5/3/2011 7:42:59 AM
Tracks in the Snow
Once the storm lifted, we had an incredible run of good weather over the following two weeks - almost too good! After the winds dropped and the snow settled, the tracking conditions were wonderful. We could easily pick up tracks and follow them to the bears.
Given that we were targeting mothers with young, good tracking snow makes it easy to be sure you're on the right set of tracks. Being able to follow a polar bear for a few days gives us lots of data on their movements and allows them to lay a long snaking path for us to follow.
The downside of all the good weather came when we could no longer assess how fresh the tracks were: is the bear one day or seven days away? The difference is huge with major ramifications for those prone to airsickness. Twisting and spinning to follow a trail above sea ice can churn the stomachs of many.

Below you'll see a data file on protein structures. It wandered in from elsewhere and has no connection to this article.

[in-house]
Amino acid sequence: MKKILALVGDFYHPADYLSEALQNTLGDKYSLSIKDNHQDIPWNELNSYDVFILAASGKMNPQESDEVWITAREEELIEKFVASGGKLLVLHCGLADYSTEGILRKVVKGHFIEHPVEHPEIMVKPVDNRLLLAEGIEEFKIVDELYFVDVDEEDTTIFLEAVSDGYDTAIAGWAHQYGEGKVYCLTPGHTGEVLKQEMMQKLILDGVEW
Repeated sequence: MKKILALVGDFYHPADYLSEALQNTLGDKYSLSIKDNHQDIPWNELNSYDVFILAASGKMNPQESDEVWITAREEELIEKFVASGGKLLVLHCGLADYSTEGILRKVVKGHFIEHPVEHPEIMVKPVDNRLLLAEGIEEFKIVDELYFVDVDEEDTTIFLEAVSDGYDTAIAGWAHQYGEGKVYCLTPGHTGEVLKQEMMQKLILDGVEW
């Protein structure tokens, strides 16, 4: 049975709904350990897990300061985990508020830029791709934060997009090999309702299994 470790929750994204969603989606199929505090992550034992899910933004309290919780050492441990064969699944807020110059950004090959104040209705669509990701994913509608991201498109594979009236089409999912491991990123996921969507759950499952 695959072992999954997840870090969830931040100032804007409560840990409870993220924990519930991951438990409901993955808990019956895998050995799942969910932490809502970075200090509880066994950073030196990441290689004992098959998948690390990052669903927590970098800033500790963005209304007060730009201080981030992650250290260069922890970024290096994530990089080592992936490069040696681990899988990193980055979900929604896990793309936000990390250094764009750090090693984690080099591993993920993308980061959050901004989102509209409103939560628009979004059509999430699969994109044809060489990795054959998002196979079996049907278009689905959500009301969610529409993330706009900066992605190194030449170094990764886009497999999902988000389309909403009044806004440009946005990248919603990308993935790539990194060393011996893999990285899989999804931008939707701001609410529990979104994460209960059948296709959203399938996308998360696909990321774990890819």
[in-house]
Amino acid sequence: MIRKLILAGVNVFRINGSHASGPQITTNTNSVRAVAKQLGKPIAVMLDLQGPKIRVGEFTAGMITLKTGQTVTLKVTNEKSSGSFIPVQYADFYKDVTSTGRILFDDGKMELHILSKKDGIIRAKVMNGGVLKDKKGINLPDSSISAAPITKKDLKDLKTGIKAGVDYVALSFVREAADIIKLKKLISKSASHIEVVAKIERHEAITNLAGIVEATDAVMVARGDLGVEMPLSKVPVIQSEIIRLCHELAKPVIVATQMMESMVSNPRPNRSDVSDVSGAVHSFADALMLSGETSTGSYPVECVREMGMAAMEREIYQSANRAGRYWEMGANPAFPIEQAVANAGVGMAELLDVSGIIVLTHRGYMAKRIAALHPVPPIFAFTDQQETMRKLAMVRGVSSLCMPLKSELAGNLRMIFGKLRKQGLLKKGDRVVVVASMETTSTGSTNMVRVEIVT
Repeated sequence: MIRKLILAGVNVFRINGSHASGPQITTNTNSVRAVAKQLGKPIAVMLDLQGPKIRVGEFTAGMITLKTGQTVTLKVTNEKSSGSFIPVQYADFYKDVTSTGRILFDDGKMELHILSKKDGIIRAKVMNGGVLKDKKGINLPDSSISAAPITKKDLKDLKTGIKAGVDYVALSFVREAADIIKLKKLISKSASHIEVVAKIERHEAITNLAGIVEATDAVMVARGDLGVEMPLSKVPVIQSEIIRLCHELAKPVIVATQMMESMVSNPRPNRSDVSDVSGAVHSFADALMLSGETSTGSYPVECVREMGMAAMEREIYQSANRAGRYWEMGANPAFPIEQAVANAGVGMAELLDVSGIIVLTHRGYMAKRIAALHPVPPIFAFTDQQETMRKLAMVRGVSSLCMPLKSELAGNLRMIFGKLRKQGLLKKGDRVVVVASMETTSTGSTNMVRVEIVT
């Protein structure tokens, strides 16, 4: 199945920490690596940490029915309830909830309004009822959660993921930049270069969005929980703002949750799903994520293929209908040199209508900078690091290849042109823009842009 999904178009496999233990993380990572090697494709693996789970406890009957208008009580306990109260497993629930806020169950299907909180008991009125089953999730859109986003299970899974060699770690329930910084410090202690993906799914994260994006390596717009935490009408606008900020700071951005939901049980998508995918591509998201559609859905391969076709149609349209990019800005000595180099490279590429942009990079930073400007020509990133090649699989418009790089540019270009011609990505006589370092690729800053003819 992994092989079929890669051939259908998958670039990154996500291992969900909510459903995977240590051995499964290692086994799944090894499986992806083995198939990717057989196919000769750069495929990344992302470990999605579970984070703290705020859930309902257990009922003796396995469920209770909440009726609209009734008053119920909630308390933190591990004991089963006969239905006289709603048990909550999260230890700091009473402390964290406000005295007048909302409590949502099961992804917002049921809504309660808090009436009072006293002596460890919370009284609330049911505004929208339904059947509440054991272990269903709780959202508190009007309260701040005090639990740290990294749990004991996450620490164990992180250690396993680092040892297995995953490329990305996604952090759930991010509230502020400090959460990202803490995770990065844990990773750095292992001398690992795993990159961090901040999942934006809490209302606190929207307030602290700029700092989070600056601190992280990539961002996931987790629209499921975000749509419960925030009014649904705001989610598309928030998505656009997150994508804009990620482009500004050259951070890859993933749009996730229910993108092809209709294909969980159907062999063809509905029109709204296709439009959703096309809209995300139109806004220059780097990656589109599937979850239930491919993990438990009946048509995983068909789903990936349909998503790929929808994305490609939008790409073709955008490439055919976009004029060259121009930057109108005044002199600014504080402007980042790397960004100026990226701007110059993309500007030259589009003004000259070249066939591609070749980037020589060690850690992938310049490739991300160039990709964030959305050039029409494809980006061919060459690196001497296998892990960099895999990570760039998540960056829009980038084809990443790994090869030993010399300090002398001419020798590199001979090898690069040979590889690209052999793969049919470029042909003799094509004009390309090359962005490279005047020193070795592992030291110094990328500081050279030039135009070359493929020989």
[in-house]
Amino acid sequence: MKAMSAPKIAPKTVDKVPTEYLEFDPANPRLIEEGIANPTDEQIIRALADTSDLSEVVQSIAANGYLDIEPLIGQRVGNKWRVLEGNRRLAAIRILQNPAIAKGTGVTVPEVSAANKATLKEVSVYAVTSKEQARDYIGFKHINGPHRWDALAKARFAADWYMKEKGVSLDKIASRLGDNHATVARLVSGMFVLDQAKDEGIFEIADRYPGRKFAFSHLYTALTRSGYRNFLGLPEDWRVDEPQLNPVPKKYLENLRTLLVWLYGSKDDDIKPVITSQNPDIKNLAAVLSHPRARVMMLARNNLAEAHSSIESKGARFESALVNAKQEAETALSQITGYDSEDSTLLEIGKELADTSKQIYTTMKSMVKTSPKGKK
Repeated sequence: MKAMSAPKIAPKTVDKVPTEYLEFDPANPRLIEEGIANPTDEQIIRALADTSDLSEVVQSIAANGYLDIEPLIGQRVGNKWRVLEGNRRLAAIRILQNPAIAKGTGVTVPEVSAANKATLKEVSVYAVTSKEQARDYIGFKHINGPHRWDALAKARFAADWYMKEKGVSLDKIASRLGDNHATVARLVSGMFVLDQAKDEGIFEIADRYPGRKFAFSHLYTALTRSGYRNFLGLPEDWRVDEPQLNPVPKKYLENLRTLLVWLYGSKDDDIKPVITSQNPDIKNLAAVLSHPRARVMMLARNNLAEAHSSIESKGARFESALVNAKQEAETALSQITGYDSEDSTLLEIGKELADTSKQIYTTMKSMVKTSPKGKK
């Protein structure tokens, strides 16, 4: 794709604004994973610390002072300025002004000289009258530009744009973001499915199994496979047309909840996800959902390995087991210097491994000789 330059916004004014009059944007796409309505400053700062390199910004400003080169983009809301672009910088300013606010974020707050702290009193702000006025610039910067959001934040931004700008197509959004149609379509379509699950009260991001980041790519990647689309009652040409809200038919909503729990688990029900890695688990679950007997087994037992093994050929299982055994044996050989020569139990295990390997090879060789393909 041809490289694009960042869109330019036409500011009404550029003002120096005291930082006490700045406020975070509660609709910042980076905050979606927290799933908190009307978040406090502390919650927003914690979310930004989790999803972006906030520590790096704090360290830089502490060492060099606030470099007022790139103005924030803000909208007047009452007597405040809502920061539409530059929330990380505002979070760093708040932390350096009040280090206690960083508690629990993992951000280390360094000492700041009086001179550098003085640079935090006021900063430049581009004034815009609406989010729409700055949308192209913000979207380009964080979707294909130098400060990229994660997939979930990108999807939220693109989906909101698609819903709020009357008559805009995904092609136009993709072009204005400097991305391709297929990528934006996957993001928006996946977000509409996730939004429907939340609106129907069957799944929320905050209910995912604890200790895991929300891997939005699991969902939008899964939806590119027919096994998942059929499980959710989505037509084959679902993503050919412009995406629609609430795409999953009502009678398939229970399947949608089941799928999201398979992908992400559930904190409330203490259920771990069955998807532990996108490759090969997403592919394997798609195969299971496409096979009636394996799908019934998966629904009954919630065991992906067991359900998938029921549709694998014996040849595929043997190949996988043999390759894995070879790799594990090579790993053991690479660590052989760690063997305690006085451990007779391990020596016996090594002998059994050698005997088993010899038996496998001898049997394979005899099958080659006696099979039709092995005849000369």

Following tracks for an hour is hard but a good return on the helicopter time. If we have to follow a seven-day trail, there's a good chance that we'll run out of fuel and have to abandon the tracks.
After almost two weeks without any wind or snow, the Beaufort Sea was like a polar bear barnyard, criss-crossed by trails in the snow. Nonetheless, we were able to find the bears we needed and deploy the collars. These collars provide six GPS locations per day and relay this information to a satellite, which sends the data to us by e-mail. After two years, an automated drop-off opens and the collar slips off.